By Sebastien Malo
Thomson Reuters Foundation
SAN FRANCISCO – When the chairman of Indian conglomerate Mahindra announced on stage at a climate summit in San Francisco last week that his $20 billion multinational would slash its greenhouse gas emissions to zero, it came as a surprise – even to the company’s chief sustainability officer.
Anirban Ghosh said it had been agreed that only the group’s largest company would strive to become carbon neutral, producing no more emissions than it could offset elsewhere.
But plans appeared to change in the heat of the moment, said Ghosh, with the chairman promising that all of Mahindra’s nearly 100 companies would be carbon neutral by 2040.
“Now, this is not something we prepared for,” the sustainability officer said after the announcement at the Global Climate Action Summit.
At the summit – which aimed to give momentum to the fight by cities, regions and businesses against climate change – there is an increasing buzz about efforts to fully eliminate – or offset – emissions.
“There’s something great about … the power of zero in focusing minds,” said Jonathan Shopley, managing director at Natural Capital Partners, a London-based company that provides carbon-consulting and carbon-offsetting services to clients.
“It’s a concept that everybody gets,” he said at a panel on the sidelines of the summit.
Around the world, companies and cities are increasingly setting net-zero carbon goals for themselves as freak weather attributed to climate change spurs them to cut their planet-warming greenhouse gas emissions, experts said.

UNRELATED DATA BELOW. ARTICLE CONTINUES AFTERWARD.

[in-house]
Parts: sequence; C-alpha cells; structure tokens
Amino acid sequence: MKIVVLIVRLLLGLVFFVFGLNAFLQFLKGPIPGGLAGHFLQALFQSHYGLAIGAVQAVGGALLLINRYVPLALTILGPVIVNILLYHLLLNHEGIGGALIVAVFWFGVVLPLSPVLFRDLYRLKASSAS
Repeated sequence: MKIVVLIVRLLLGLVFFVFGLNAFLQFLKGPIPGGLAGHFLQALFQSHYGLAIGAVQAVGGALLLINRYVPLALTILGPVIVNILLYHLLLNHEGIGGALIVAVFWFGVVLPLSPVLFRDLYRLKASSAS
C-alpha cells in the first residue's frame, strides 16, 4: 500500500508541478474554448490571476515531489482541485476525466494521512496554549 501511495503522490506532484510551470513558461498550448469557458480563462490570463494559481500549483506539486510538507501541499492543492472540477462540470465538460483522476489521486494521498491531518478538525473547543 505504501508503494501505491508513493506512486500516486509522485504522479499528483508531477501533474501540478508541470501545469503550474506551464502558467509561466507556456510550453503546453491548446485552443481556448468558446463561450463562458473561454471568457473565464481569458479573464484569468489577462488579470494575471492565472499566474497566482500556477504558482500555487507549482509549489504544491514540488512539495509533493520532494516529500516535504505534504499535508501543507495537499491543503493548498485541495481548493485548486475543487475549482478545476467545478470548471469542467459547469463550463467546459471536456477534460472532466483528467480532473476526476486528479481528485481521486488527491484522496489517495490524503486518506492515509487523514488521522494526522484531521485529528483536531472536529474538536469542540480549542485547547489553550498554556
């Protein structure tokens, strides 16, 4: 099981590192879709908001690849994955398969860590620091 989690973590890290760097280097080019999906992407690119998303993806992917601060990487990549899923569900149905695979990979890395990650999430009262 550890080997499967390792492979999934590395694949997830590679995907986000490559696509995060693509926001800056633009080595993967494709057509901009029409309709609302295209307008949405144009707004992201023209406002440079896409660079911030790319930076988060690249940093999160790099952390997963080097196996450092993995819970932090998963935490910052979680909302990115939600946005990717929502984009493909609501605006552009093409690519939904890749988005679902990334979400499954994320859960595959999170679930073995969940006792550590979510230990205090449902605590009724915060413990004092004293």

“This is the new frontier,” said Johanna Partin, director of the San Francisco-based Carbon Neutral Cities Alliance, which requires its members to adopt carbon-neutrality targets.
At the summit, attended by 4,500 delegates from city and regional governments worldwide as well as industries, promises to achieve net-zero emissions were a major focus.
In late August, in the lead-up to the summit, mayors from 19 of the world’s biggest cities, including London and Tokyo, vowed to make all their buildings carbon neutral by 2050.
Also, days before the three-day summit, organized by California’s Gov. Jerry Brown, the governor issued an executive order calling for his West Coast state to achieving carbon neutrality by 2045.
About 80 cities worldwide – from Copenhagen to Melbourne – have so far adopted a carbon neutral goal, said Partin, though the definition the network uses includes cities committed to cutting greenhouse gas emissions by 80 to 100 percent by 2050.
More companies also are setting goals to become carbon neutral, said Bob Perciasepe, president of the Center for Climate and Energy Solutions, a U.S. think-tank.
Many aim to do so both by offsetting their emissions by purchasing carbon credits from others who are cutting emissions, he said. But many also are turning to clean sources of energy.
Among the large corporations that have pledged in recent years to become carbon neutral are software giant Microsoft and U.S. ride-hailing service Lyft.
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